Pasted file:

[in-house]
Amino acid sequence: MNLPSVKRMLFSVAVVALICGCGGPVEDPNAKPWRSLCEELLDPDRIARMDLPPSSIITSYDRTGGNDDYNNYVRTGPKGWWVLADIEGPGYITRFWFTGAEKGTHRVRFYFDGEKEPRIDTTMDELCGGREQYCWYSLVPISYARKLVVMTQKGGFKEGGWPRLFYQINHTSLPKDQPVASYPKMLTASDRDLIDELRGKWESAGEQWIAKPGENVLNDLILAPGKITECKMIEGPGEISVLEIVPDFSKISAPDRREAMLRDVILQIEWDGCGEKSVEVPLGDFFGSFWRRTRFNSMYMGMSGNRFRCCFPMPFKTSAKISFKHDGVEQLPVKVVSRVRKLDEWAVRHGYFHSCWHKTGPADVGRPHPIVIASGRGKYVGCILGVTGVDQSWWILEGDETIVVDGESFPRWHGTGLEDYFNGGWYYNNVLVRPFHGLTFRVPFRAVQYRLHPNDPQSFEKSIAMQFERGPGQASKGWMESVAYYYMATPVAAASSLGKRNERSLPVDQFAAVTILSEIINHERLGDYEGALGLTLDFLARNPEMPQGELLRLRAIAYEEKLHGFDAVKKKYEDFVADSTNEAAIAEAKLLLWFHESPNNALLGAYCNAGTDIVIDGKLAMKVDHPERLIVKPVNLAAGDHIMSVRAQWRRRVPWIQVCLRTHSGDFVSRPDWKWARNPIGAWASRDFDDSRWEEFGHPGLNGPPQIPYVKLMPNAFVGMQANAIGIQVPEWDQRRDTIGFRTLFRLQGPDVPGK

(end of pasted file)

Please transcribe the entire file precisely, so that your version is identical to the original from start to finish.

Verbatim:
[in-house]
Amino acid sequence: MNLPSVKRMLFSVAVVALICGCGGPVEDPNAKPWRSLCEELLDPDRIARMDLPPSSIITSYDRTGGNDDYNNYVRTGPKGWWVLADIEGPGYITRFWFTGAEKGTHRVRFYFDGEKEPRIDTTMDELCGGREQYCWYSLVPISYARKLVVMTQKGGFKEGGWPRLFYQINHTSLPKDQPVASYPKMLTASDRDLIDELRGKWESAGEQWIAKPGENVLNDLILAPGKITECKMIEGPGEISVLEIVPDFSKISAPDRREAMLRDVILQIEWDGCGEKSVEVPLGDFFGSFWRRTRFNSMYMGMSGNRFRCCFPMPFKTSAKISFKHDGVEQLPVKVVSRVRKLDEWAVRHGYFHSCWHKTGPADVGRPHPIVIASGRGKYVGCILGVTGVDQSWWILEGDETIVVDGESFPRWHGTGLEDYFNGGWYYNNVLVRPFHGLTFRVPFRAVQYRLHPNDPQSFEKSIAMQFERGPGQASKGWMESVAYYYMATPVAAASSLGKRNERSLPVDQFAAVTILSEIINHERLGDYEGALGLTLDFLARNPEMPQGELLRLRAIAYEEKLHGFDAVKKKYEDFVADSTNEAAIAEAKLLLWFHESPNNALLGAYCNAGTDIVIDGKLAMKVDHPERLIVKPVNLAAGDHIMSVRAQWRRRVPWIQVCLRTHSGDFVSRPDWKWARNPIGAWASRDFDDSRWEEFGHPGLNGPPQIPYVKLMPNAFVGMQANAIGIQVPEWDQRRDTIGFRTLFRLQGPDVPGK